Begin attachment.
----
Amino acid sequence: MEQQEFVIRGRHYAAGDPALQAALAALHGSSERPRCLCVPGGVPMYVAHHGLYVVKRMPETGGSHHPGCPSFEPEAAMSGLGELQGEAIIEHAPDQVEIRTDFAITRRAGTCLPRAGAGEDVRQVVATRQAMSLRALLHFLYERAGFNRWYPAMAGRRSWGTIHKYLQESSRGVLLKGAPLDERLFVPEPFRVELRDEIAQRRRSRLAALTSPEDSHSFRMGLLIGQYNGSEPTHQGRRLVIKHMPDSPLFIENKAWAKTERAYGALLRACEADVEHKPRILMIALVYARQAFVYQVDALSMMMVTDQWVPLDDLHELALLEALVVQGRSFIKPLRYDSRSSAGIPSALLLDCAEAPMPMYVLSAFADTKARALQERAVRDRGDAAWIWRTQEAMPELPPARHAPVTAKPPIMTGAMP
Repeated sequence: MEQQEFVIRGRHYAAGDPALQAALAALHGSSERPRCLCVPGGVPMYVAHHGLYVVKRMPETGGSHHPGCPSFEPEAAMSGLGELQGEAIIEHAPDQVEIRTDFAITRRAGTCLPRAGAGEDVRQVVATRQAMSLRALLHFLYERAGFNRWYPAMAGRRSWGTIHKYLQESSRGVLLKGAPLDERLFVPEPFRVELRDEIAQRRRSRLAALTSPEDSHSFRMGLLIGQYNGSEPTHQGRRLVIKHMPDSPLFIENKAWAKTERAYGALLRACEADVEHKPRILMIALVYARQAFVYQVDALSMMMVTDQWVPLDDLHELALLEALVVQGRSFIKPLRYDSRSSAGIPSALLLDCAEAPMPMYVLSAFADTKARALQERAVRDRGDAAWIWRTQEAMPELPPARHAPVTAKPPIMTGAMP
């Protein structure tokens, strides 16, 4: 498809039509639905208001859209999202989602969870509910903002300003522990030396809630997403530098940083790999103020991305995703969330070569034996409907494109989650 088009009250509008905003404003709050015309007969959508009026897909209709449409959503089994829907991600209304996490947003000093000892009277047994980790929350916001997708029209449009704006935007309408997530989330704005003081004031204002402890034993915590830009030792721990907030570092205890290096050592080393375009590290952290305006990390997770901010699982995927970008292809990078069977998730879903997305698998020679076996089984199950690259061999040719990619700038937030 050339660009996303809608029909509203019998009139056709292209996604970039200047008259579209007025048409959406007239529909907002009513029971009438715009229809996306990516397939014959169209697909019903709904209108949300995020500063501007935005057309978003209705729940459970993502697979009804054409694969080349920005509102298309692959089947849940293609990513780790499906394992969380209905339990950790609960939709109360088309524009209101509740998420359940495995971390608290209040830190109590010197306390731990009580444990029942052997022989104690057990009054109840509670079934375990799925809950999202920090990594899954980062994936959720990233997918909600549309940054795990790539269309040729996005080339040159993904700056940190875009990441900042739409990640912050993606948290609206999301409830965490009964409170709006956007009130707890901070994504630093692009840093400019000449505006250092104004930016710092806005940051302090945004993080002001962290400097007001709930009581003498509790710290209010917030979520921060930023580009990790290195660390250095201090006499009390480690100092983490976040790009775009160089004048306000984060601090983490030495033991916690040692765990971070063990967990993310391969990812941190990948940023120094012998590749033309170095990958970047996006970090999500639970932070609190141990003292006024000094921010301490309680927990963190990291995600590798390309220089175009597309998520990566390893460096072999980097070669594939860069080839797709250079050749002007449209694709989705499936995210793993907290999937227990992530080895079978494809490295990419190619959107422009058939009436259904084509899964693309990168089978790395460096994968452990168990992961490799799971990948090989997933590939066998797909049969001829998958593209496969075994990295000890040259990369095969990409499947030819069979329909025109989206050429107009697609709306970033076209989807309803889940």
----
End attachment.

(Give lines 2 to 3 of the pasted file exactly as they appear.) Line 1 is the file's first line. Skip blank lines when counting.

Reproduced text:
Repeated sequence: MEQQEFVIRGRHYAAGDPALQAALAALHGSSERPRCLCVPGGVPMYVAHHGLYVVKRMPETGGSHHPGCPSFEPEAAMSGLGELQGEAIIEHAPDQVEIRTDFAITRRAGTCLPRAGAGEDVRQVVATRQAMSLRALLHFLYERAGFNRWYPAMAGRRSWGTIHKYLQESSRGVLLKGAPLDERLFVPEPFRVELRDEIAQRRRSRLAALTSPEDSHSFRMGLLIGQYNGSEPTHQGRRLVIKHMPDSPLFIENKAWAKTERAYGALLRACEADVEHKPRILMIALVYARQAFVYQVDALSMMMVTDQWVPLDDLHELALLEALVVQGRSFIKPLRYDSRSSAGIPSALLLDCAEAPMPMYVLSAFADTKARALQERAVRDRGDAAWIWRTQEAMPELPPARHAPVTAKPPIMTGAMP
């Protein structure tokens, strides 16, 4: 498809039509639905208001859209999202989602969870509910903002300003522990030396809630997403530098940083790999103020991305995703969330070569034996409907494109989650 088009009250509008905003404003709050015309007969959508009026897909209709449409959503089994829907991600209304996490947003000093000892009277047994980790929350916001997708029209449009704006935007309408997530989330704005003081004031204002402890034993915590830009030792721990907030570092205890290096050592080393375009590290952290305006990390997770901010699982995927970008292809990078069977998730879903997305698998020679076996089984199950690259061999040719990619700038937030 050339660009996303809608029909509203019998009139056709292209996604970039200047008259579209007025048409959406007239529909907002009513029971009438715009229809996306990516397939014959169209697909019903709904209108949300995020500063501007935005057309978003209705729940459970993502697979009804054409694969080349920005509102298309692959089947849940293609990513780790499906394992969380209905339990950790609960939709109360088309524009209101509740998420359940495995971390608290209040830190109590010197306390731990009580444990029942052997022989104690057990009054109840509670079934375990799925809950999202920090990594899954980062994936959720990233997918909600549309940054795990790539269309040729996005080339040159993904700056940190875009990441900042739409990640912050993606948290609206999301409830965490009964409170709006956007009130707890901070994504630093692009840093400019000449505006250092104004930016710092806005940051302090945004993080002001962290400097007001709930009581003498509790710290209010917030979520921060930023580009990790290195660390250095201090006499009390480690100092983490976040790009775009160089004048306000984060601090983490030495033991916690040692765990971070063990967990993310391969990812941190990948940023120094012998590749033309170095990958970047996006970090999500639970932070609190141990003292006024000094921010301490309680927990963190990291995600590798390309220089175009597309998520990566390893460096072999980097070669594939860069080839797709250079050749002007449209694709989705499936995210793993907290999937227990992530080895079978494809490295990419190619959107422009058939009436259904084509899964693309990168089978790395460096994968452990168990992961490799799971990948090989997933590939066998797909049969001829998958593209496969075994990295000890040259990369095969990409499947030819069979329909025109989206050429107009697609709306970033076209989807309803889940």